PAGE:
Marhaba to Dubai’s culture and heritage

We know and love Dubai for its skyscrapers, nightlife, beaches and incredible business event offerings. But there’s also a lot of rich history and culture to explore.

The attractions of modern Dubai are often so glittering it is easy to overlook that this once small fishing village has a fascinating heritage. Yet visitors really appreciate the opportunity to learn more about the emirate’s culture and history, and the way of life of the local population.

Hasan al-dayifa - or hospitality - has long been a central part of Bedouin culture, a tradition stemming from the tough life of roaming the desert. Religious beliefs and honouring one’s guests go hand in hand and are just as important a custom today.

The Sheikh Mohammed Centre for Cultural Understanding (SMCCU)

A great place to start particularly for group experiences, the SMCCU is set in a beautifully restored wind tower house in the charming Al Fahidi Historical Neighbourhood. Guests take a seat on Bedouin-style cushions and enjoy a delicious authentic Emirati meal while chatting with a local guide.

It’s an opportunity to taste local delicacies such as gahwa, Arabic coffee often served in a dallah, the delicious shorbat abas or spicy lentil soup, shuwaa, slow-cooked lamb with roasted nuts, raisins and rice, often followed by sweet, sticky dumplings drizzled with date sauce known as luqaimat.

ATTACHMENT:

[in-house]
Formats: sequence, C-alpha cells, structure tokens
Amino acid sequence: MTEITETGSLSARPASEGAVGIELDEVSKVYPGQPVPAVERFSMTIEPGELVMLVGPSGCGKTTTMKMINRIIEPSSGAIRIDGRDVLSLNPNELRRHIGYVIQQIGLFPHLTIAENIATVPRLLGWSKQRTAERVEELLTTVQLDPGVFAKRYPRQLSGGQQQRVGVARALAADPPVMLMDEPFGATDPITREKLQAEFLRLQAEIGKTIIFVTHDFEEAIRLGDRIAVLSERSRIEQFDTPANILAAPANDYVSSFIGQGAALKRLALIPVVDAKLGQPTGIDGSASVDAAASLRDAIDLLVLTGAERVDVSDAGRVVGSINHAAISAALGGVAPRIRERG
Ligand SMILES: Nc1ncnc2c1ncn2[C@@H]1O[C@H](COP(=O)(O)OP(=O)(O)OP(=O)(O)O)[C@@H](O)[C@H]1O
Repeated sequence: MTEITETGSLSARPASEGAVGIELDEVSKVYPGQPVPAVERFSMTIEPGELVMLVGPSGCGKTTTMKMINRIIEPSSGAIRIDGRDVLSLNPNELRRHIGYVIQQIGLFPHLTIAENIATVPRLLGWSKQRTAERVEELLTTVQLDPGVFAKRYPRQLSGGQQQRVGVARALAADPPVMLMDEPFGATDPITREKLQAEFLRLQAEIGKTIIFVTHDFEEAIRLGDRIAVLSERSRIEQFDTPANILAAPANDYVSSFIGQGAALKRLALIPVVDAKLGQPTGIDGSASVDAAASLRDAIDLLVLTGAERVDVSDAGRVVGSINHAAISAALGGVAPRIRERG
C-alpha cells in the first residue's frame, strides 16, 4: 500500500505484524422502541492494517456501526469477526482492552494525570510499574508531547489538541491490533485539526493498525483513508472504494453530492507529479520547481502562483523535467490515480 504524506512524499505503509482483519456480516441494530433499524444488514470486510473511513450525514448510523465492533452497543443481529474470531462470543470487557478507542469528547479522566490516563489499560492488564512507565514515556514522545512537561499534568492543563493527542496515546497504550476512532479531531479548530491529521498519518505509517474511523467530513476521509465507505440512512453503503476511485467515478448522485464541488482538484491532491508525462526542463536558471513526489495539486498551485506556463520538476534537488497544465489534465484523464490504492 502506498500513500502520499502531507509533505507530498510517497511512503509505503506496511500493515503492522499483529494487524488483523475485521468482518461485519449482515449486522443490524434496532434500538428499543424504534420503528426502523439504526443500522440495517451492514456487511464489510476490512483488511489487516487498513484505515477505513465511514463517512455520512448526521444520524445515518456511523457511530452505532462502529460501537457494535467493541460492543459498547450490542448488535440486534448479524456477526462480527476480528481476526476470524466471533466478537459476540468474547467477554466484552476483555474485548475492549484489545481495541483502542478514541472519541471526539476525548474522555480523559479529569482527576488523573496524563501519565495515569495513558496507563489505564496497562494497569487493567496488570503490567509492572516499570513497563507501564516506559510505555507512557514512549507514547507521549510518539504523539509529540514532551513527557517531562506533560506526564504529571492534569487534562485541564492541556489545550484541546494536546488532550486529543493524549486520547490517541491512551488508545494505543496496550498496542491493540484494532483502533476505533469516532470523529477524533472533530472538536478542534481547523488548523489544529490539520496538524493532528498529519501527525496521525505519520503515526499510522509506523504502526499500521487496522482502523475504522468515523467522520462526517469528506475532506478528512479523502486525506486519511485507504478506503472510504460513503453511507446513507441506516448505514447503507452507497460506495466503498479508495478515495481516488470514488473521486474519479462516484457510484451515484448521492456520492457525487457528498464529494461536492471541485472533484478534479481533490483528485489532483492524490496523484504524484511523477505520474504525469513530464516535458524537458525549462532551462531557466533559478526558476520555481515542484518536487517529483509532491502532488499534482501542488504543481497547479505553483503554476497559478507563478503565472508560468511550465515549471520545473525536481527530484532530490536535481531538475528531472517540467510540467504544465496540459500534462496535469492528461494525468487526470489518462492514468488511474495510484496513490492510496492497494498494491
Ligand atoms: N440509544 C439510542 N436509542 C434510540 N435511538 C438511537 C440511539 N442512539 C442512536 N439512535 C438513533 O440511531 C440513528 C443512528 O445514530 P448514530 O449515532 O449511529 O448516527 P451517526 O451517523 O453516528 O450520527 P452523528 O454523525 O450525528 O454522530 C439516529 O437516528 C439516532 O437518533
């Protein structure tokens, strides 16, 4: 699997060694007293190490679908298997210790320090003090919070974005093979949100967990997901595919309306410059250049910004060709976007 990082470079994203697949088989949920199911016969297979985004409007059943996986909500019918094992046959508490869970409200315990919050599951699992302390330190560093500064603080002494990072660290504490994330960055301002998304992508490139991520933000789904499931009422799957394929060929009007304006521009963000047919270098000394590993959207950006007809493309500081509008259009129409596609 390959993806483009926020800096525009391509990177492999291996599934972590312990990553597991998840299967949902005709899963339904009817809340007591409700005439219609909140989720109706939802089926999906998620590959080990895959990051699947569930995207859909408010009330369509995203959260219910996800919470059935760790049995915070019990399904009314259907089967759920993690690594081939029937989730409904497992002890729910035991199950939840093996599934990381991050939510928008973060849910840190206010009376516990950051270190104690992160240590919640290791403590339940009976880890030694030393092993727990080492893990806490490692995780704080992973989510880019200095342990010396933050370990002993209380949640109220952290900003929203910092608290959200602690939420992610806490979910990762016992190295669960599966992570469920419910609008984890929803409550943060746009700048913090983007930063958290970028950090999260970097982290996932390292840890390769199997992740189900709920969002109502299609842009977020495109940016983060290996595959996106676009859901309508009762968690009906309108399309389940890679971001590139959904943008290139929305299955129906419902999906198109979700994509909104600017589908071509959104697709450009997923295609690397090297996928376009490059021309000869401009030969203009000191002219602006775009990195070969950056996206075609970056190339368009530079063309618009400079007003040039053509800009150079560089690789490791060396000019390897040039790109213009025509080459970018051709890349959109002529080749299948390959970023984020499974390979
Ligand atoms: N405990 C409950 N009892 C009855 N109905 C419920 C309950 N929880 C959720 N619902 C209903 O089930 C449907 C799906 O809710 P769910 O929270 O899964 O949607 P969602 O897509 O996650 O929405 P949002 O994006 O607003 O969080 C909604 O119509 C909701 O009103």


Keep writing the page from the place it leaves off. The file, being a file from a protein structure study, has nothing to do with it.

With its motto ‘Open Doors, Open Minds’, the Centre encourages visitors to ask questions and have honest discussions about the local culture and customs. So it's the perfect opportunity to learn more about the food while trying it but also to ask questions about the strong tradition of hospitality, the Bedouin life, clothing such as the kandoura, jalabeya and abaya, and the Islamic religion. They can also arrange a guided tour of a mosque.

The Al Fahidi district is a delight to wander around and is increasingly home to small boutiques and galleries showcasing local crafts and handicrafts from perfume to pottery, weaving and calligraphy. Take an abra – or small boat – across the water to explore the gold, silver and spice souks.

Etihad Museum

Telling the story of the birth of the United Arab Emirates, formed in 1971, through a series of interactive pavilions, this is a great way for visitors to get a perspective on the astonishingly rapid development of Dubai and the UAE. Union House, where the leaders of the respective emirates came together to join as one nation, sits within the grounds of the museum, putting visitors literally on the steps of history.

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This article is brought to you by Dubai Business Events.



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